Eventually, it took a little over three weeks for something to happen – even get a faint glimmer of response. When Susheel first regained consciousness, he thought he was waking up from a bad dream. Multiple drips, his head in a bandage wrap and a huge cavity at the front of his neck for feeder tubes. His tongue was strapped down and his hands were tied up to prevent him from tugging at the tubes.
The right half of his head felt numb and he just couldn’t open his right eye. He wondered if he was ever going to open that eye, or be able to see. The doctors feared the worst and weren’t very hopeful of saving that eye.
“When I first surfaced, there was a strange heavy-headed feeling – where was I … Heaven? Hell? Home? Where?” The bright lights in the ICU and the doctors’ sparkling white coats didn’t quite register in his mind.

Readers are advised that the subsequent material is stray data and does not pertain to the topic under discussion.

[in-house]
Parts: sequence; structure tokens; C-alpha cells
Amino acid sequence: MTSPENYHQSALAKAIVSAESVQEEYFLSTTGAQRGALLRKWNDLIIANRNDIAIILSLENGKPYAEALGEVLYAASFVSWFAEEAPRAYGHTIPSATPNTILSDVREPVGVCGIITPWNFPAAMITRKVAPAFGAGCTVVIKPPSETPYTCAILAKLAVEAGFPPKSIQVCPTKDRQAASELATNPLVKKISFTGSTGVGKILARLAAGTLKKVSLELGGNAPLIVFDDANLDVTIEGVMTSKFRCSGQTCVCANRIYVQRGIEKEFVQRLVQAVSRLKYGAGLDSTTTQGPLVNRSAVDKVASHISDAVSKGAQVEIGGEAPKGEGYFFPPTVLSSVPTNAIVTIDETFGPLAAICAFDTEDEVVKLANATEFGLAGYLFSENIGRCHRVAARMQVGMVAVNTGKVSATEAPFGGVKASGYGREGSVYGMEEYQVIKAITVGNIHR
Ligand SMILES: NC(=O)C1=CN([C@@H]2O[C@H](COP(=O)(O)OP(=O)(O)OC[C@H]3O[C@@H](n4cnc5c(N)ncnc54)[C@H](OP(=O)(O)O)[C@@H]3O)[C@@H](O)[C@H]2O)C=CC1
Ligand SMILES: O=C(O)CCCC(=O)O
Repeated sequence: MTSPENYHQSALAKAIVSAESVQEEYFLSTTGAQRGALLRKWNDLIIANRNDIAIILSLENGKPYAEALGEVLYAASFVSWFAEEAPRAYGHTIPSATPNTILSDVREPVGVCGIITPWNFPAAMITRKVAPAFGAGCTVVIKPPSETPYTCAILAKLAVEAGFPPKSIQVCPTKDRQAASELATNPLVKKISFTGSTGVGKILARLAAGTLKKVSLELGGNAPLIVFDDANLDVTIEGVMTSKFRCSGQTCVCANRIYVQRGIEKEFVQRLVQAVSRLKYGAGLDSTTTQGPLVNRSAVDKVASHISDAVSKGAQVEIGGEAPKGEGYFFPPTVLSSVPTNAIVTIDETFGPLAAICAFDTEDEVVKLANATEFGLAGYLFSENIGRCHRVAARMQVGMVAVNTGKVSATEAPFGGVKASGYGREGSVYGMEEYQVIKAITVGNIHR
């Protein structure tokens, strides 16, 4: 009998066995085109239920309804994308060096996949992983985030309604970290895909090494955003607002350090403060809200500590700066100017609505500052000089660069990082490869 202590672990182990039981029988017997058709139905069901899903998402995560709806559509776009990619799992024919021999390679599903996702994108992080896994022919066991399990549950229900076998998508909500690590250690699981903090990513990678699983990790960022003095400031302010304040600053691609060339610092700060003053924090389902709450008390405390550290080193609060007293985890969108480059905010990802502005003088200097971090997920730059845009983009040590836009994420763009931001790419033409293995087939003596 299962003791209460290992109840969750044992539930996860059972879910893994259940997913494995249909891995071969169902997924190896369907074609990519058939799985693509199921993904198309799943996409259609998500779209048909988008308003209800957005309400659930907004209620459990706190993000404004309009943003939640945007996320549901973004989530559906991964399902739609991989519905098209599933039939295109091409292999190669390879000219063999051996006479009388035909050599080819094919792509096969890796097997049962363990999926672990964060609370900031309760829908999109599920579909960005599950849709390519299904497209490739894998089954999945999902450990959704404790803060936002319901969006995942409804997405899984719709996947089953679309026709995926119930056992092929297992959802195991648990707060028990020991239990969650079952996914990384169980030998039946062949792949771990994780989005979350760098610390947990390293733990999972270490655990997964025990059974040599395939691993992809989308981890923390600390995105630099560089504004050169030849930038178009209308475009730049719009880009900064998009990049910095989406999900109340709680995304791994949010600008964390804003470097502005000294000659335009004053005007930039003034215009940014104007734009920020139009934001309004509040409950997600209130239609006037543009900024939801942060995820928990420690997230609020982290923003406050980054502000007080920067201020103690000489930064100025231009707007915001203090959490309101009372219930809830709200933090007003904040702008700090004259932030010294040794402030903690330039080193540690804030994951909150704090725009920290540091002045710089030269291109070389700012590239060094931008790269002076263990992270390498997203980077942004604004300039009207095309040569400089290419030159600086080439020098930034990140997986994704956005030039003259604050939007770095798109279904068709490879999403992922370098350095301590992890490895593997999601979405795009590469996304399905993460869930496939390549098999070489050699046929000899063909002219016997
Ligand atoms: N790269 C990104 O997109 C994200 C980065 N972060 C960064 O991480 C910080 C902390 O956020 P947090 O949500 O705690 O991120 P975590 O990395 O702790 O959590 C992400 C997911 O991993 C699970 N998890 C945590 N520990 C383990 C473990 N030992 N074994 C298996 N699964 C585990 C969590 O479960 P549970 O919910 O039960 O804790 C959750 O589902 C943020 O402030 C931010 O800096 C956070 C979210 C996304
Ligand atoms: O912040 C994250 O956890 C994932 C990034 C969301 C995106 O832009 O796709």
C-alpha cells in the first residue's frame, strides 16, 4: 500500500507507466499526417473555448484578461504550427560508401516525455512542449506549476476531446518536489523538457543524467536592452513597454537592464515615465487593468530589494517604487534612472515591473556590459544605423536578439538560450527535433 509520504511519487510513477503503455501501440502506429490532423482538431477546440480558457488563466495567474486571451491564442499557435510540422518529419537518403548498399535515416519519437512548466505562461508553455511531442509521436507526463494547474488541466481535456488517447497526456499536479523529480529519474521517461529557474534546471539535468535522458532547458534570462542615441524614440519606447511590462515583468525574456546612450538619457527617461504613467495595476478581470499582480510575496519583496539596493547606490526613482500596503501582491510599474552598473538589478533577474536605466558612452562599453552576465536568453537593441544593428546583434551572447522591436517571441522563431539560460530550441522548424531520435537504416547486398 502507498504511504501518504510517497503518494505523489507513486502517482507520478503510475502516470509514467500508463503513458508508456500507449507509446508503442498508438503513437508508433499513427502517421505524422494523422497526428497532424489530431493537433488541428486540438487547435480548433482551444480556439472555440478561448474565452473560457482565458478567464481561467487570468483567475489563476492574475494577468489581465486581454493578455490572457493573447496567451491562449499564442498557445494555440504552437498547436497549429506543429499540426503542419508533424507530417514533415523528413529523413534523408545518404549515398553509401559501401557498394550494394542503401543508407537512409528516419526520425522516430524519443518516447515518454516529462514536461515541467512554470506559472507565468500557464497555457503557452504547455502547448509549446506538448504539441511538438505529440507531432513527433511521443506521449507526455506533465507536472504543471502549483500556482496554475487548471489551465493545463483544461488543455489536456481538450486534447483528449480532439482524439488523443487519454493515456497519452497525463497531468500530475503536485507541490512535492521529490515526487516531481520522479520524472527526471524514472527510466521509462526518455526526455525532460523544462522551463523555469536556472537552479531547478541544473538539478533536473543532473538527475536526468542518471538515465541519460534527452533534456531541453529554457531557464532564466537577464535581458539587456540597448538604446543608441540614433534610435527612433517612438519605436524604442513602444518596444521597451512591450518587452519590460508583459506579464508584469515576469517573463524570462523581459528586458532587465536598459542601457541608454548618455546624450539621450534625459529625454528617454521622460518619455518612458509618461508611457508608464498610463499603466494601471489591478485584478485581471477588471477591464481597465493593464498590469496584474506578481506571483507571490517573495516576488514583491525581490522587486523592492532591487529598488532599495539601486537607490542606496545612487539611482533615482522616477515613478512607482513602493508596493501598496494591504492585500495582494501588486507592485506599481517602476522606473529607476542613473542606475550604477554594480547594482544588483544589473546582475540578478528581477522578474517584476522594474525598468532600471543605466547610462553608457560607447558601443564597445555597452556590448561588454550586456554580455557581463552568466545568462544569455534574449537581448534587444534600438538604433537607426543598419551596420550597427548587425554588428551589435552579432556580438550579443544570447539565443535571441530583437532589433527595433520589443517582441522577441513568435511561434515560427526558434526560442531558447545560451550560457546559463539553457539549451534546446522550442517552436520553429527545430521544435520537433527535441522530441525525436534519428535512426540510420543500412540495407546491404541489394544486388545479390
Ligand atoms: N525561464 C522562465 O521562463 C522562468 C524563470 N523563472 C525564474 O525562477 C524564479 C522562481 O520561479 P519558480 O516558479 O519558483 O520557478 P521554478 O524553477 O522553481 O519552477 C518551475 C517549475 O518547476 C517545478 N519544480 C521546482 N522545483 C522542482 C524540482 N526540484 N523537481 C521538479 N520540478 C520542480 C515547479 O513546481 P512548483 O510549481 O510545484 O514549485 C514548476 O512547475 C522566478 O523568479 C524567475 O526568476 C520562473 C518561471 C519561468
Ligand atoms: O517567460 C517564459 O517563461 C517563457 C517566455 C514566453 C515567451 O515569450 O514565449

Prayers that healed
Susheel strongly feels that his recovery was the result of three things : God’s healing touch, the support the family got from relatives, friends, neighbors, colleagues – and the prayer chains organised dedicated prayer groups.
Hindus, Muslims, Parsis and Sikhs prayed together – and the extent to which healing vibrations could be felt was unbelievable. People close to the family went on a pilgrimage to places of worship; there were friends practicing long-distance reiki; several churches nearby prayed for him every day during services. A close muslim friend even brought his mat to the hospital and offered prayers in front of the ICU.
The simpler pleasures of coming back home